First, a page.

“The easiest way to avoid wrong notes is to never open your mouth and sing. What a mistake that would be.” –Pete Seeger
Dear Pete Seeger,
i remember standing there, in the coldest rain i can remember ever standing in, singing “Turn, Turn, Turn” and “Where Have All The Flowers Gone” and “This Little Light of Mine” and several others, at the top of my lungs.
my roommate mike had come home three days before, and with not too much arm-twisting, convinced me to take a bus ride to someplace in georgia i’d never even heard of. considering that i worked for a bunch of hippie liberals, getting friday and monday off was a snap. explaining to my family that i was leaving dc for the weekend, in the company of total strangers, except for mike, who was a stranger to them, was kind of hard sell. telling my conservative momma and grandparents that i was going to attend a protest at a high profile military installation is a ticklish kind of thing to do. i suppose they just shook their heads, said a prayer, and figured it was something i needed to get out of my system.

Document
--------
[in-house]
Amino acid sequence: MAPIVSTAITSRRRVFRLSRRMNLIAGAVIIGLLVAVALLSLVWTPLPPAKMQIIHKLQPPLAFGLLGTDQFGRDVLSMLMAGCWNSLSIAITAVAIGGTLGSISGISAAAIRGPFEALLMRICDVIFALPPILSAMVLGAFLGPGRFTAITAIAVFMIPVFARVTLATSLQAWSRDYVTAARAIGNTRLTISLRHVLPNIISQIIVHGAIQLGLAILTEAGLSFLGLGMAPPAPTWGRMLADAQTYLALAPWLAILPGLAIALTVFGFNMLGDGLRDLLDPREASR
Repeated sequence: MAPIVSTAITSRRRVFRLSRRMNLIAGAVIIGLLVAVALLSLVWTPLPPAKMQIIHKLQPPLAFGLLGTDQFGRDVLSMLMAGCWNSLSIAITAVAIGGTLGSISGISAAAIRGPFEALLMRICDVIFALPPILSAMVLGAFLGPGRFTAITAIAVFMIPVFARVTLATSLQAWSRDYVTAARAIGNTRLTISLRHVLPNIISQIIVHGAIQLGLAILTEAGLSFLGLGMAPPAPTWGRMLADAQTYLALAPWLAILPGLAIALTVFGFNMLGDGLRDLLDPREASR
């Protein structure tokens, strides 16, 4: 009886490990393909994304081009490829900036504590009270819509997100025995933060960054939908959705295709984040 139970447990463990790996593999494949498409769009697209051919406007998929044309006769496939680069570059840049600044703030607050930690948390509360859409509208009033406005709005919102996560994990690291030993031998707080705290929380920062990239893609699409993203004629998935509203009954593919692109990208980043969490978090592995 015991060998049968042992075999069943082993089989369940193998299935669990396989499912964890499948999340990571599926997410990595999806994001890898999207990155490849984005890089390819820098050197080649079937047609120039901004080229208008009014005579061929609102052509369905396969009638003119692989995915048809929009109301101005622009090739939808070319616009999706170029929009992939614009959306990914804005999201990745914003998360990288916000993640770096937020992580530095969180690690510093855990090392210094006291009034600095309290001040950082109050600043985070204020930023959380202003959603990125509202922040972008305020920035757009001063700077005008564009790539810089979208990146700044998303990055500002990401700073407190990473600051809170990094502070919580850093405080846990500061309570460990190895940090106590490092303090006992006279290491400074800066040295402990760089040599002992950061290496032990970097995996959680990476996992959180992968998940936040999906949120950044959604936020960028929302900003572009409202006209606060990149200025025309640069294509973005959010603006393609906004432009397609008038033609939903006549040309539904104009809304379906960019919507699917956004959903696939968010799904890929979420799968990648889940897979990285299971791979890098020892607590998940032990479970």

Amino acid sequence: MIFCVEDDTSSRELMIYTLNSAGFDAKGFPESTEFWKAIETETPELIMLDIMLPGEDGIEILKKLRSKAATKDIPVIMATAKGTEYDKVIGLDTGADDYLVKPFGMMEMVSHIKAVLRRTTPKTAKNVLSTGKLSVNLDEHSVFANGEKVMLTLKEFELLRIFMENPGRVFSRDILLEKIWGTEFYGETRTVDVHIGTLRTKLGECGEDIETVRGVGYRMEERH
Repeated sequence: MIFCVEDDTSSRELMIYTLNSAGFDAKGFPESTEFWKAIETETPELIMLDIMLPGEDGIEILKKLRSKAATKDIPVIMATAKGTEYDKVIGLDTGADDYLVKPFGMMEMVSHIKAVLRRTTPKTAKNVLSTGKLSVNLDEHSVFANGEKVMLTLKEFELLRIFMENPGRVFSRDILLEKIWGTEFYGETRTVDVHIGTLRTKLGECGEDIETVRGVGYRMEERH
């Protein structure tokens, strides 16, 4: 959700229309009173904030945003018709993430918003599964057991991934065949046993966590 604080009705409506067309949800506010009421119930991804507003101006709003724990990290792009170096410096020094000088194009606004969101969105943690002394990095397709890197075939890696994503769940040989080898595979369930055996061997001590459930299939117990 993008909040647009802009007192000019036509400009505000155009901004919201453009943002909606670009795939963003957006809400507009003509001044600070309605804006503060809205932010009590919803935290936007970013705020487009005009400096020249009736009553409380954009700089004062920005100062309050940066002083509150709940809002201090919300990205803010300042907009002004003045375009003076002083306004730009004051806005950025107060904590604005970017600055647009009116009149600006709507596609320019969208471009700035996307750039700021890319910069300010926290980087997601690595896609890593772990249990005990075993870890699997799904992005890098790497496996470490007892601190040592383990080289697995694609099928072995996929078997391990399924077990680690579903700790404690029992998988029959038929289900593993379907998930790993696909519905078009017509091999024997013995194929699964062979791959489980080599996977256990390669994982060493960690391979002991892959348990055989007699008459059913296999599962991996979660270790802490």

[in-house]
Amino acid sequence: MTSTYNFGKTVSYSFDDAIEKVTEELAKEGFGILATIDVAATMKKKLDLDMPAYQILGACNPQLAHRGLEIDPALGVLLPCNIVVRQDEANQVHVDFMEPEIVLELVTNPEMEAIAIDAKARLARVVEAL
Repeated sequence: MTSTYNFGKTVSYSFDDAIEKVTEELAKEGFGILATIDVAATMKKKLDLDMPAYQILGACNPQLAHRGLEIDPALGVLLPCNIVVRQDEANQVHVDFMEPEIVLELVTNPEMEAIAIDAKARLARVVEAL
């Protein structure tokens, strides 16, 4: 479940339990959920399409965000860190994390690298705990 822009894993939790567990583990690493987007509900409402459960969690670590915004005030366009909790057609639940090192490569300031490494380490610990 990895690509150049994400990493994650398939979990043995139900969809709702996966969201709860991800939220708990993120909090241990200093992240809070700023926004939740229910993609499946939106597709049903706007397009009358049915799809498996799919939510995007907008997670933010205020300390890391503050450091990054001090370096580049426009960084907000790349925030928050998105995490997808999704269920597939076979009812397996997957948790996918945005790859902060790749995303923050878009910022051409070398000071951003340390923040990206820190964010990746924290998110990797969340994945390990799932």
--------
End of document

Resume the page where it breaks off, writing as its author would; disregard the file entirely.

what i didn’t know about geopolitics, even after graduating from college with a minor in political science, could have filled the grand canyon. i spent my time in college reading about the rise of empire, the devine right of kings, and aristotelian political theory. i spent very little time in the modern era…and the time i did spend there, i spent reading about the palestinian/israeli conflict. i was guilty, according to ts eliot, of neglecting and belittling the desert that lay in my own back yard. and i was coming into my adulthood at a time when that desert was filled with voices crying in the wilderness, begging for someone to listen. i was 21 when the big protests at the imf and world bank happened, happily ensconced in my little life in san marcos, trying to finish my degree, and swealtering through another texas summer. i remember seeing the protests on tv, and changing the channel to “behind the music”…sometimes you just can’t stand to see the reality that is staring you back in the face.